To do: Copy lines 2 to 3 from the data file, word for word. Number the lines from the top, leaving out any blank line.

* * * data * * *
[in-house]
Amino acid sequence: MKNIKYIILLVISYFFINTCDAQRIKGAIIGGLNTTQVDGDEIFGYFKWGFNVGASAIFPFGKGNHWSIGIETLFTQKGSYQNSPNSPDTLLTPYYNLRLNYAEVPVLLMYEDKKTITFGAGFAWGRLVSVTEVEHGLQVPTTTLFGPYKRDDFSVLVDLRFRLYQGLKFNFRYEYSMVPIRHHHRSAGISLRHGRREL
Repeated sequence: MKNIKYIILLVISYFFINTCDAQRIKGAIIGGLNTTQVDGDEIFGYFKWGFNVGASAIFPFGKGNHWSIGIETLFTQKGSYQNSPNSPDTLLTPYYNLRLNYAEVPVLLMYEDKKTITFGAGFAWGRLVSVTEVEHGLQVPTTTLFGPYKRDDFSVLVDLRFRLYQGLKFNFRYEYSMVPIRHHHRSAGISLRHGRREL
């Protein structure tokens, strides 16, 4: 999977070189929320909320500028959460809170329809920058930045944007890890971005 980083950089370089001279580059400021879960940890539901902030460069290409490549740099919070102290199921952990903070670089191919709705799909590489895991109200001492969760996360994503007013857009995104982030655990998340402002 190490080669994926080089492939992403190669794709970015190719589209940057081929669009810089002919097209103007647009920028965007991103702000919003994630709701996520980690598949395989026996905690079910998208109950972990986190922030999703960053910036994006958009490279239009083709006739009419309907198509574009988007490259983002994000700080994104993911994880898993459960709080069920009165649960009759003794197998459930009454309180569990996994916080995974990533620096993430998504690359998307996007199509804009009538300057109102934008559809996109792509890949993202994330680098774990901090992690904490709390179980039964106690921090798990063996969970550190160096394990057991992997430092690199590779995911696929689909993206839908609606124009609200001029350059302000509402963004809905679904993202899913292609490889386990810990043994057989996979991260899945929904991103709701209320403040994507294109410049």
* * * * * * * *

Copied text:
Amino acid sequence: MKNIKYIILLVISYFFINTCDAQRIKGAIIGGLNTTQVDGDEIFGYFKWGFNVGASAIFPFGKGNHWSIGIETLFTQKGSYQNSPNSPDTLLTPYYNLRLNYAEVPVLLMYEDKKTITFGAGFAWGRLVSVTEVEHGLQVPTTTLFGPYKRDDFSVLVDLRFRLYQGLKFNFRYEYSMVPIRHHHRSAGISLRHGRREL
Repeated sequence: MKNIKYIILLVISYFFINTCDAQRIKGAIIGGLNTTQVDGDEIFGYFKWGFNVGASAIFPFGKGNHWSIGIETLFTQKGSYQNSPNSPDTLLTPYYNLRLNYAEVPVLLMYEDKKTITFGAGFAWGRLVSVTEVEHGLQVPTTTLFGPYKRDDFSVLVDLRFRLYQGLKFNFRYEYSMVPIRHHHRSAGISLRHGRREL